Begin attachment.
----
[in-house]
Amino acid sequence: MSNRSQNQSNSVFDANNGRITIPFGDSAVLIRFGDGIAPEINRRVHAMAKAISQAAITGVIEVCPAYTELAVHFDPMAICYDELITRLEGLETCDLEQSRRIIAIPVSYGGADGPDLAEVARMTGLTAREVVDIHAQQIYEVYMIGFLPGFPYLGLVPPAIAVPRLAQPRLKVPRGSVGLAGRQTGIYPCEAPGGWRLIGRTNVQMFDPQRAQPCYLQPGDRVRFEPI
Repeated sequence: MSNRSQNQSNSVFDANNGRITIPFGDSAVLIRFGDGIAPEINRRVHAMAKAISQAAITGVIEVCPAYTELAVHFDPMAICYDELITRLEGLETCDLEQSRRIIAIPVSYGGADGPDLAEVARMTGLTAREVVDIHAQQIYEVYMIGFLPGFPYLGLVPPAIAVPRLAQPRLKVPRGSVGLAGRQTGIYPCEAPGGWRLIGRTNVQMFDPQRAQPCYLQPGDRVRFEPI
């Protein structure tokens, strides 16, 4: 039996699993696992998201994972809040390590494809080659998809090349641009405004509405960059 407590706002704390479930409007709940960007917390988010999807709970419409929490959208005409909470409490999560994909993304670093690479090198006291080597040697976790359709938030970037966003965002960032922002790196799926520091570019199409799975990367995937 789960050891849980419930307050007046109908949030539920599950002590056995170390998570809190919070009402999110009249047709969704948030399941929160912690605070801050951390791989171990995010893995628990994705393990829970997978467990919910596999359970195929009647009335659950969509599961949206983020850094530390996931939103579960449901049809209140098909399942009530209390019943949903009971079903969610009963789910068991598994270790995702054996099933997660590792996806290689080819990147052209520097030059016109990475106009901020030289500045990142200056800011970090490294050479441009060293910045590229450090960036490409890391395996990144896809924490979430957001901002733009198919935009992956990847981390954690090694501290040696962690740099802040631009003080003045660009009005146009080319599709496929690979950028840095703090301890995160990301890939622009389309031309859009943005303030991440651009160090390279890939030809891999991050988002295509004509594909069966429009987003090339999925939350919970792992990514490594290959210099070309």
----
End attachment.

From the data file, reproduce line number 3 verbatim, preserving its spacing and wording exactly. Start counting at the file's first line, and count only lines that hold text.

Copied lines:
Repeated sequence: MSNRSQNQSNSVFDANNGRITIPFGDSAVLIRFGDGIAPEINRRVHAMAKAISQAAITGVIEVCPAYTELAVHFDPMAICYDELITRLEGLETCDLEQSRRIIAIPVSYGGADGPDLAEVARMTGLTAREVVDIHAQQIYEVYMIGFLPGFPYLGLVPPAIAVPRLAQPRLKVPRGSVGLAGRQTGIYPCEAPGGWRLIGRTNVQMFDPQRAQPCYLQPGDRVRFEPI